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Wednesday, February 19, 2020

Gulf States Shipbuilders Consortium Tackles Big Issues

Posted to Global Maritime Analysis with Joseph Keefe (by Joseph Keefe) on April 3, 2014

I want to start out by thanking Audrey (Kennedy) for inviting me to speak to you this afternoon. It’s a privilege to do so, especially with an audience representing such an important part of the domestic waterfront, and at a time when much of…

Teak

Posted to Maritime Musings (by Dennis Bryant) on May 20, 2014

Teak is the common name for the Tectona grandis, a member of the verbena family native to the hardwood forests of India, Burma (Myanmar), Thailand, Malaysia, and Indonesia. It is a large deciduous tree, growing to a height of 130 feet, with gray and grayish brown branches.

Malacca

Posted to Maritime Musings (by Dennis Bryant) on April 8, 2014

The Strait of Malacca is named after Malacca, now part of Malaysia. In about the year 1400, Parameswana, the last Raja of Singapura, was expelled from the area around present-day Singapore by local rivals. He relocated to the fishing village of Malacca…

Elephant seal

Posted to Maritime Musings (by Dennis Bryant) on April 1, 2014

Elephant seals are large seals represented by two species, the northern elephant seal and the southern elephant seal. Both were hunted to near extinction through the end of the nineteenth century. The smaller northern elephant seal is found in the eastern portion of the North Pacific Ocean…

McMurdo Sound

Posted to Maritime Musings (by Dennis Bryant) on March 14, 2014

McMurdo Sound (approximately 35 miles long and 30 miles wide) connects the Ross Sea to the north to the Ross Ice Shelf on the coast of Antarctica due south of New Zealand. This body of water, frequently ice-covered, was discovered by Captain…

The Move to Blended Learning in Maritime Training

Posted to Maritime Training Issues with Murray Goldberg (by Murray Goldberg) on May 21, 2012

Blog Notifications: For the latest maritime training articles, visit our company blog here. You can receive notifications of new articles on our company blog by following the blog.Share this blog post.Follow me on Twitter.The Move to Blended…

Abel Tasman

Posted to Maritime Musings (by Dennis Bryant) on May 4, 2012

Abel Tasman (1603-1659) was a Dutch merchant and explorer. He is credited with the European discovery of Australia and New Zealand. He joined the Dutch United East India Company (Verenigde Oostindische Compagnie - VOC) in 1633 and was promptly…

Marad’s Crown Jewel: v2 – a work in progress…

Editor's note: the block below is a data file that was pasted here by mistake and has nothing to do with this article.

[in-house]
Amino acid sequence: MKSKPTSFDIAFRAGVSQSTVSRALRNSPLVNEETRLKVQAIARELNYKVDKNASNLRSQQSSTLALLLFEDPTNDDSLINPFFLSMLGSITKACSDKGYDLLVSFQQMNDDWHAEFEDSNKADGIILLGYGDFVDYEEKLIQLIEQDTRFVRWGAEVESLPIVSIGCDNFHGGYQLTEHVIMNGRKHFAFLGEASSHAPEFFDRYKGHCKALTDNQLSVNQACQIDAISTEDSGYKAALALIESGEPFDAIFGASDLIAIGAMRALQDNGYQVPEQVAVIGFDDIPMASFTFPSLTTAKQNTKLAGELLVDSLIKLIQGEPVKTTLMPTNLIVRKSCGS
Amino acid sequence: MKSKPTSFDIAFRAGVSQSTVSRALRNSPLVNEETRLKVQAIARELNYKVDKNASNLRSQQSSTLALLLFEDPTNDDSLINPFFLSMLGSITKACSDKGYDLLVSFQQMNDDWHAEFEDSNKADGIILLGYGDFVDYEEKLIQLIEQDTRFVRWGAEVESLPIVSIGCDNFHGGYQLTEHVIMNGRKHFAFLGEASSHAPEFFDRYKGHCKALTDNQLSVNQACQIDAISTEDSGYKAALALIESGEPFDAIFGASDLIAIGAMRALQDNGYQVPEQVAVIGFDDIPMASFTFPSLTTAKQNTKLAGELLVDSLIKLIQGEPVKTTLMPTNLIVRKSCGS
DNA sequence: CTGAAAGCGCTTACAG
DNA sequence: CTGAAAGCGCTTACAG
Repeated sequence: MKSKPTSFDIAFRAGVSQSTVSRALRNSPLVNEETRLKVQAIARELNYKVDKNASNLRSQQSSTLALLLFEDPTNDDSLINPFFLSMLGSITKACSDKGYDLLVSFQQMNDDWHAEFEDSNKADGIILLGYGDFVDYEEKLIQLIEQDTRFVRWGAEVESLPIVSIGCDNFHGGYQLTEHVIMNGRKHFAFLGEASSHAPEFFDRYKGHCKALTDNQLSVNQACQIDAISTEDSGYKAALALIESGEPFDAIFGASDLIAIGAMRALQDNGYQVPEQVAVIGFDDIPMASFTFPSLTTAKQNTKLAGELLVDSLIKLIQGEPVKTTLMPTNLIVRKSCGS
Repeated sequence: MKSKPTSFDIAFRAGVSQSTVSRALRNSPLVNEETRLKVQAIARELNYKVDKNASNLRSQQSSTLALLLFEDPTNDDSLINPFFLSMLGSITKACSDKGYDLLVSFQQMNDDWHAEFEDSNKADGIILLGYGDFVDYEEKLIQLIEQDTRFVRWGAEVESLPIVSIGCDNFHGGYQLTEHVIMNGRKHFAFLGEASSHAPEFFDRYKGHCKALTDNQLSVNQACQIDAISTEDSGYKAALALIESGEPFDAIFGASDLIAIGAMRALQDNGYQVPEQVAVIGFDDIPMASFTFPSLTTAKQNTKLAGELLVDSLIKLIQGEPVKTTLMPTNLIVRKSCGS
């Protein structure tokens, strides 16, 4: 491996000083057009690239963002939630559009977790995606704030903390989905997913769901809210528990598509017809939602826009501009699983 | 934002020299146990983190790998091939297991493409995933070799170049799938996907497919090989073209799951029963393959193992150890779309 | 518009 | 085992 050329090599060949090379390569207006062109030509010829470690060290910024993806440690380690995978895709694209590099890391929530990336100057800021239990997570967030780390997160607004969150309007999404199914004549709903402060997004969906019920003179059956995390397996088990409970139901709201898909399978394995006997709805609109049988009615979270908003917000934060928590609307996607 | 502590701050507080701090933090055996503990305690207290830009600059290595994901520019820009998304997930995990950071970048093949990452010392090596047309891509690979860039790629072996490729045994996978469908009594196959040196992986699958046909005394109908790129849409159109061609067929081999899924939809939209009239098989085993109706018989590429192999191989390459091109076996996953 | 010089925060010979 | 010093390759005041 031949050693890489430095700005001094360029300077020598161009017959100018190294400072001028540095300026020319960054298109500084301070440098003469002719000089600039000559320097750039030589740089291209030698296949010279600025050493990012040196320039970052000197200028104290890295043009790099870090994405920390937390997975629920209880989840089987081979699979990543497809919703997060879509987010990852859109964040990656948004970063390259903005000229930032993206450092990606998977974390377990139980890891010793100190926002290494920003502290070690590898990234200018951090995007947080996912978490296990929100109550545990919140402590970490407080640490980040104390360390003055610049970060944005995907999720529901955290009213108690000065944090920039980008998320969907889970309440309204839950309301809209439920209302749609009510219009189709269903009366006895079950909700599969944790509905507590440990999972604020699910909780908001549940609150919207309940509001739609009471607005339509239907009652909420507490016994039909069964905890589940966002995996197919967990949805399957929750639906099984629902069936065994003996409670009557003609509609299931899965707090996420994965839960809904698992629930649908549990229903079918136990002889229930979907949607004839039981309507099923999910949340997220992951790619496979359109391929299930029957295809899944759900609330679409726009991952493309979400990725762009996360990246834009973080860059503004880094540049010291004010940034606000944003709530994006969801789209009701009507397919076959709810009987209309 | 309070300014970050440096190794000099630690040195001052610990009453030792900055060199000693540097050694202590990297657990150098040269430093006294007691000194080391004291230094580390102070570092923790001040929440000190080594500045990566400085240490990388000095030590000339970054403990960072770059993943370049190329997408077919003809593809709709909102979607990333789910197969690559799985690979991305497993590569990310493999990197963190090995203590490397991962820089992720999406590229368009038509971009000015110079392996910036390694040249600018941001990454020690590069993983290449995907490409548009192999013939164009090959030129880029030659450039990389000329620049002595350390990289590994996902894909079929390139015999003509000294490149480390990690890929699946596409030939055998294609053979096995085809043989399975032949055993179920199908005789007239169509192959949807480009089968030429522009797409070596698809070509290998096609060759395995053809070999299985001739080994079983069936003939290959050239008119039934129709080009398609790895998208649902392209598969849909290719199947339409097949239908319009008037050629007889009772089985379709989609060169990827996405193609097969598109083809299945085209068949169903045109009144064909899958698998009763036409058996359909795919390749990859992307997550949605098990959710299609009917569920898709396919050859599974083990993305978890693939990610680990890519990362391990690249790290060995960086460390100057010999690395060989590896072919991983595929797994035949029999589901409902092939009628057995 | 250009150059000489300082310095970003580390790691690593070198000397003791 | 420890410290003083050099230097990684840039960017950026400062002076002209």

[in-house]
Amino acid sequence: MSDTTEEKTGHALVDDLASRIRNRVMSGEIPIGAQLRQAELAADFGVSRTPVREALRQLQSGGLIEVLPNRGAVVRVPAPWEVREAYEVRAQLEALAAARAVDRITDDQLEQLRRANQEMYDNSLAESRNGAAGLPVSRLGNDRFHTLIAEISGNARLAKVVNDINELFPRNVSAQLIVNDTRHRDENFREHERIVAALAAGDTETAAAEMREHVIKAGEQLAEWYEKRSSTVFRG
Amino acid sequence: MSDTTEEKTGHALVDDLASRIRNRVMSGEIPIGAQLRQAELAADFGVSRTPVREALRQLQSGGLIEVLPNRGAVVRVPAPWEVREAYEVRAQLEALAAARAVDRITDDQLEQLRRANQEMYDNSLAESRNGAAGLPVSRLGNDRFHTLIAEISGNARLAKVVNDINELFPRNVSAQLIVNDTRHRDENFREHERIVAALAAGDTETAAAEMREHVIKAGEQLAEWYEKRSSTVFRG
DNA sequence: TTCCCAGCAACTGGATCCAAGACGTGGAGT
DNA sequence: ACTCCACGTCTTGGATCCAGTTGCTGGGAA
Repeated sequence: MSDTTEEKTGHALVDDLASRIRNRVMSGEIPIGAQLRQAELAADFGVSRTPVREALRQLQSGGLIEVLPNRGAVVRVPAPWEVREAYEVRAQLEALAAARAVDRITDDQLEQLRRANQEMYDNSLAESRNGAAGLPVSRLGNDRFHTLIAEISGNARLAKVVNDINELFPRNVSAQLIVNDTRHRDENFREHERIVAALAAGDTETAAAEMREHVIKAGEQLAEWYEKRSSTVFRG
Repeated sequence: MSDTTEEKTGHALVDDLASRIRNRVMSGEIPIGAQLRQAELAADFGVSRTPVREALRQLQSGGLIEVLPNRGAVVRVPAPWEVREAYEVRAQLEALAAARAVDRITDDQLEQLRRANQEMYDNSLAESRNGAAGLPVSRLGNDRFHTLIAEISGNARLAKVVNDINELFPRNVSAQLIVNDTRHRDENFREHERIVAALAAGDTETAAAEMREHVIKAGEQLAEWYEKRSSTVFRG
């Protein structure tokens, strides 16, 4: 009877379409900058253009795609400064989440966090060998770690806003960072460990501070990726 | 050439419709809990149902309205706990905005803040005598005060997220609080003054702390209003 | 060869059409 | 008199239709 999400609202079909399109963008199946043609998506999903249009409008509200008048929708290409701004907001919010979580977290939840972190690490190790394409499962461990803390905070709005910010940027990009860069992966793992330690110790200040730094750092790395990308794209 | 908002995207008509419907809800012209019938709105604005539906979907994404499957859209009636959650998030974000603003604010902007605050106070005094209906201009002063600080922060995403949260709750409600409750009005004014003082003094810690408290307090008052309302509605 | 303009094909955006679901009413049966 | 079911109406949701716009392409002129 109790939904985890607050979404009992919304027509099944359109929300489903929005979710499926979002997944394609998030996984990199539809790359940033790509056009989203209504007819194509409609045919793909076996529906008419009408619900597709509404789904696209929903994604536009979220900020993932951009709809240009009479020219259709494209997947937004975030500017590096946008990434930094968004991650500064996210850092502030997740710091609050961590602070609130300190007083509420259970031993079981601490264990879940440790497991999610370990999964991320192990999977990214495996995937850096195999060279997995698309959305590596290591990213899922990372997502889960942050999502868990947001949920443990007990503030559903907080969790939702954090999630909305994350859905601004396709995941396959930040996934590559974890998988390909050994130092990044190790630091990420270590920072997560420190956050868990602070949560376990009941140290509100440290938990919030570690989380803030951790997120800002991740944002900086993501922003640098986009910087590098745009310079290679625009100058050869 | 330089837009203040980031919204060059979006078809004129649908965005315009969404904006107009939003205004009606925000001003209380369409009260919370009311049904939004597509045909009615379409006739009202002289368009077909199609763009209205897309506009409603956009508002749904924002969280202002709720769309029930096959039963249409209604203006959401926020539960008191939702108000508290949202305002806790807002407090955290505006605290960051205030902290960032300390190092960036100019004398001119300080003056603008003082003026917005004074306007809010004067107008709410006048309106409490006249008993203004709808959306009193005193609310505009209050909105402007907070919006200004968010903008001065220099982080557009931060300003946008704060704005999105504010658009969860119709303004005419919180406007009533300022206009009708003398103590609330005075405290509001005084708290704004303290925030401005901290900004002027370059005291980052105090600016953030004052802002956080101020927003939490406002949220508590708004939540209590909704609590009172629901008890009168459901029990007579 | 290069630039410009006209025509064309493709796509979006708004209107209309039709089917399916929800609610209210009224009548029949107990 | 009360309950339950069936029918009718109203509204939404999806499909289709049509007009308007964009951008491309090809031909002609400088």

Posted to Global Maritime Analysis with Joseph Keefe (by Joseph Keefe) on December 14, 2011

You have to ask yourself – what’s the hurry? The urgency with which the U.S. Department of Transportation and its usually ineffective Maritime Administration seem to be intent on reinventing the wheel on the campus of the U.S. Merchant Marine Academy is simply breathtaking.

Some TWICs Won’t Work in Readers

Posted to Maritime Transportation Security News and Views (by John C.W. Bennett) on December 6, 2011

Some 26,000 Transportation Worker Identification Credentials (TWICs) may be rejected by TWIC reader machines because of defective encoding. At some point recently, the Transportation Security Administration (TSA) posted on the “Latest News”…

Nikumaroro

Posted to Maritime Musings (by Dennis Bryant) on December 21, 2010

Nikumaroro (previously known as Gardner Island) is a small coral atoll in the central Pacific Ocean situated just south of the Equator and just west of the 180th meridian. It lies in the Phoenix Island Chain and is part of the Republic of Kiribati.

One Small Step for the TWIC Program?

Posted to Maritime Transportation Security News and Views (by John C.W. Bennett) on September 30, 2010

Last week the Transportation Security Administration (TSA) updated its list of TWIC Readers that have successfully completed the Initial Capability Evaluation (ICE) to include an additional hand-held reader. This brings the total of portable…

Move to give STCW a slant on learning

Posted to Move to give STCW a slant on learning (by Joseph Fonseca) on September 6, 2010

With near misses and accidents on the rise while at sea, the focus has with intensity come to rest on training and STCW conventions. A lot of soul searching and introspection is taking place with a section of trainers coming to the conclusion…

Turkish Straits

Posted to Maritime Musings (by Dennis Bryant) on April 20, 2010

The Turkish Straits consist of two narrow straits in northwestern Turkey, the Bosporus and the Dardanelles, and the Sea of Marmara that connects them. The Turkish Straits lie between the Black Sea to the east and the Aegean Sea, which is a region of the much larger Mediterranean Sea.